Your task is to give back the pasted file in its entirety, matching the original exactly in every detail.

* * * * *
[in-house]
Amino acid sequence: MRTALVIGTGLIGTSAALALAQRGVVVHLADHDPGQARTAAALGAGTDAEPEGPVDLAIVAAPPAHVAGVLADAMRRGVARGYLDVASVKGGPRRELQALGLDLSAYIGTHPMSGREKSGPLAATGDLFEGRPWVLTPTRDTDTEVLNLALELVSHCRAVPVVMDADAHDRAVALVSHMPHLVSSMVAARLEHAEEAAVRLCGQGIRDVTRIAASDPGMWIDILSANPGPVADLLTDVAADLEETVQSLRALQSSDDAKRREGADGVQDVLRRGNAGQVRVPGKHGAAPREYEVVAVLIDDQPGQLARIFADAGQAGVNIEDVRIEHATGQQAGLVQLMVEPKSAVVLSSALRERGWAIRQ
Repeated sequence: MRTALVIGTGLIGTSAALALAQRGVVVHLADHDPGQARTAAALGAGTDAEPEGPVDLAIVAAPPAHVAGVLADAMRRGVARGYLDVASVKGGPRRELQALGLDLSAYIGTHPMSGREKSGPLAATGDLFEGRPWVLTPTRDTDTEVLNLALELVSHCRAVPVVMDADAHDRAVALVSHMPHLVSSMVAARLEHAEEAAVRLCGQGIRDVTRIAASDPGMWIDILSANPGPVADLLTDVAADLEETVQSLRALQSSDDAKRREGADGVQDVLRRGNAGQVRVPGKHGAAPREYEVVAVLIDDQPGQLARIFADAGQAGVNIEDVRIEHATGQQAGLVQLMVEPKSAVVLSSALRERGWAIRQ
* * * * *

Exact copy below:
[in-house]
Amino acid sequence: MRTALVIGTGLIGTSAALALAQRGVVVHLADHDPGQARTAAALGAGTDAEPEGPVDLAIVAAPPAHVAGVLADAMRRGVARGYLDVASVKGGPRRELQALGLDLSAYIGTHPMSGREKSGPLAATGDLFEGRPWVLTPTRDTDTEVLNLALELVSHCRAVPVVMDADAHDRAVALVSHMPHLVSSMVAARLEHAEEAAVRLCGQGIRDVTRIAASDPGMWIDILSANPGPVADLLTDVAADLEETVQSLRALQSSDDAKRREGADGVQDVLRRGNAGQVRVPGKHGAAPREYEVVAVLIDDQPGQLARIFADAGQAGVNIEDVRIEHATGQQAGLVQLMVEPKSAVVLSSALRERGWAIRQ
Repeated sequence: MRTALVIGTGLIGTSAALALAQRGVVVHLADHDPGQARTAAALGAGTDAEPEGPVDLAIVAAPPAHVAGVLADAMRRGVARGYLDVASVKGGPRRELQALGLDLSAYIGTHPMSGREKSGPLAATGDLFEGRPWVLTPTRDTDTEVLNLALELVSHCRAVPVVMDADAHDRAVALVSHMPHLVSSMVAARLEHAEEAAVRLCGQGIRDVTRIAASDPGMWIDILSANPGPVADLLTDVAADLEETVQSLRALQSSDDAKRREGADGVQDVLRRGNAGQVRVPGKHGAAPREYEVVAVLIDDQPGQLARIFADAGQAGVNIEDVRIEHATGQQAGLVQLMVEPKSAVVLSSALRERGWAIRQ